ruthless compassion (aroraborealis) wrote,
ruthless compassion
aroraborealis

tomato tasting, review

Yesterday, I had an heirloom tomato tasting party! It was quite delicious.

I provided these varieties to taste:

White Queen
Yellow Queen
Black Prince
Persimmon
Ultrasweet
Rose
Dad's Sunset
Cherokee Purple
Big Rainbow

Other folks brought:

Green Zebra
Juliette
A variety whose plant was labeled White Queen but upon fruiting, clearly wasn't. It was probably Orange Jubilee.
Generic but delicious cherry tomatoes

omegabeth made awesome fried green tomatoes.

Favorites seemed to be the Queens and the Cherokee Purple, though I think I heard at least one person raving about each variety over the course of the afternoon.

The tomatoes came from Verrill Farm in Concord, where they had probably 30 varieties of tomatoes, along with lots of other tasty, locally- and organically-grown produce.



A couple of people commented how interesting it was to taste these different tomatoes side by side, where you could really compare their different flavors. This is the primary reason I like to do tastings like this. It's one thing to have a Brandywine and think, "Hey, this is better than any tomato I've gotten at the supermarket!" and another thing entirely to have a bunch of varieties all together. It was through this kind of context that I first discovered I like apples, and that "apple" is a group with a lot of different flavors.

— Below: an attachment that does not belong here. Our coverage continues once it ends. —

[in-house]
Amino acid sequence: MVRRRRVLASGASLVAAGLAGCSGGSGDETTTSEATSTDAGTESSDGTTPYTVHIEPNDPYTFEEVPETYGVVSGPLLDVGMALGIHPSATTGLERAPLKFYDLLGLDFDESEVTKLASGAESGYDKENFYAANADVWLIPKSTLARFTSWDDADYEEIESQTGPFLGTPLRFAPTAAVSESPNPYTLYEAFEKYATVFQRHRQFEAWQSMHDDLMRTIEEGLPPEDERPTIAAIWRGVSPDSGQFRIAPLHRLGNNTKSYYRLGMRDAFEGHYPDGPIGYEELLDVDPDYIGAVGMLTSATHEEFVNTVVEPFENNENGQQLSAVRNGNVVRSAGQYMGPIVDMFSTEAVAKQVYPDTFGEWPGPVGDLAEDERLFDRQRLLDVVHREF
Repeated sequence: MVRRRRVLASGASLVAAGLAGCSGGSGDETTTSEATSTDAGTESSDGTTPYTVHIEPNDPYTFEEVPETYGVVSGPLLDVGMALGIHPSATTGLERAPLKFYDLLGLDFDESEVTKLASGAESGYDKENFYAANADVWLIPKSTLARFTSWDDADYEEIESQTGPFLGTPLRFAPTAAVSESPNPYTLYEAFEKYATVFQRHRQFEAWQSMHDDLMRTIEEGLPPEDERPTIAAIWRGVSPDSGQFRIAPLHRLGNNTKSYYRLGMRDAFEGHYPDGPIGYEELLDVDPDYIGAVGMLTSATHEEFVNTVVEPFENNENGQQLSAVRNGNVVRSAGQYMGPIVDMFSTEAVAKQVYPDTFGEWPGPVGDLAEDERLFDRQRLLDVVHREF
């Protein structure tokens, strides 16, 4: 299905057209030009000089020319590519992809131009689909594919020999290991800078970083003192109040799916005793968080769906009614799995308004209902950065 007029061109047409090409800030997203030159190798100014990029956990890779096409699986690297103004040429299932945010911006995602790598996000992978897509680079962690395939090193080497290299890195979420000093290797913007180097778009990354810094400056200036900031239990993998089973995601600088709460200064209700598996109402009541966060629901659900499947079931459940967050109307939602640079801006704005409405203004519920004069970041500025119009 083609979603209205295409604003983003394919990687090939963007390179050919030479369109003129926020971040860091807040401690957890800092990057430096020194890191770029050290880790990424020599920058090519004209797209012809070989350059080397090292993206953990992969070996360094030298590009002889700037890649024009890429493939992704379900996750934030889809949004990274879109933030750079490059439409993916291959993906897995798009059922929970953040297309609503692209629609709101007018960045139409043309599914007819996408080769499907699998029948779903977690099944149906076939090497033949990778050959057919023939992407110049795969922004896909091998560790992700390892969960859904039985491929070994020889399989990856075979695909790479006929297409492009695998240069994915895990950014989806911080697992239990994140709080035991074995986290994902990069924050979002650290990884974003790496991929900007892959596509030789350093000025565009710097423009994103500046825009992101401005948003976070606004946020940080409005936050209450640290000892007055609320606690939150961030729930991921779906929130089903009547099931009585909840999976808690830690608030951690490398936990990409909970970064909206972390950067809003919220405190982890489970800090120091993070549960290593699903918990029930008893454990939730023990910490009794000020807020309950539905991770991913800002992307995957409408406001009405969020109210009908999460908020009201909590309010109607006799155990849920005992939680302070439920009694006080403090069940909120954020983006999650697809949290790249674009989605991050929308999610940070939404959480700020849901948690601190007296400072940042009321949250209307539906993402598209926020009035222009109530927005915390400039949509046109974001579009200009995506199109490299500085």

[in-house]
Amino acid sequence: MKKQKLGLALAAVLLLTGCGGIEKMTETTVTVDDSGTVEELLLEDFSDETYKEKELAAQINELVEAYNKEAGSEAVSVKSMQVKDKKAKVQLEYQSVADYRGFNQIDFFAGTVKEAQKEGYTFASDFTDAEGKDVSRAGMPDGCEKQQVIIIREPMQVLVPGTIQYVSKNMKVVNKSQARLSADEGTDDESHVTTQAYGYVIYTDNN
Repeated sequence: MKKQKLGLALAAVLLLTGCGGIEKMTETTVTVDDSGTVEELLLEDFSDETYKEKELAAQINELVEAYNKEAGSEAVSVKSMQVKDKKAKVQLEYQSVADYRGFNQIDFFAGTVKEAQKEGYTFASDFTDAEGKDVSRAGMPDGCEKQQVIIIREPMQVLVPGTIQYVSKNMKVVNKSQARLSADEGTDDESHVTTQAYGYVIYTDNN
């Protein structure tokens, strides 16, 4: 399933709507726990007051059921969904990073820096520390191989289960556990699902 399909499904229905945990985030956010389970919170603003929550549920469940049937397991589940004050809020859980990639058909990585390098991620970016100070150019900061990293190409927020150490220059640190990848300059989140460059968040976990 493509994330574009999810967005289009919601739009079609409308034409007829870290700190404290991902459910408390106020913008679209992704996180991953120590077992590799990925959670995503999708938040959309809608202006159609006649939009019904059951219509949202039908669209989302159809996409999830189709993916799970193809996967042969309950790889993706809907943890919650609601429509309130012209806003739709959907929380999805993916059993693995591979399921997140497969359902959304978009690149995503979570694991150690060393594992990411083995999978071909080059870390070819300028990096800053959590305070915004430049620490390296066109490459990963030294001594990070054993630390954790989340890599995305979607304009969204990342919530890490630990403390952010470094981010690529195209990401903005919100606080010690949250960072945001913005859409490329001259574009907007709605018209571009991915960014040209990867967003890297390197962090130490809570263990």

But why a tomato tasting?

Tomatoes are delicate fruits that don't ship well. In the decades since industry has taken over the distribution of food, growers have looked for and bred varieties of produce, including tomatoes, that can stand up to being shipped all over the country (and beyond), so that folks like us, in Massachusetts, can have tomatoes grown in warmer climates all year 'round. This has led to tomatoes that can be shipped, but that aren't very tasty.

Additionally, this selective cultivation means that most of the tomatoes that are out there are highly bred, probably hybrids (which means that their seeds don't produce fruiting plants) and have very limited genetic variety. From the point of view of thinking about food for the future, heirloom varieties of all kinds of plants, including tomatoes and apples (I'll be having an apple tasting in the fall, if I ever have a free moment) are a way of maintaining an effective "backup" file of the diversity of plants out there.

I value not only the culinary opportunities of heirloom varieties, but also the opportunity to rediscover where the foods we commonly eat today began. And I'm glad that there are farmers out there keeping these seed stocks alive and well. Plus, mmm, tasty! And I bet everyone learned something new about the flavors of tomatoes yesterday, too, which is pretty great, if you ask me. Which you didn't, but I'm telling you, anyway.
Tags: food, social
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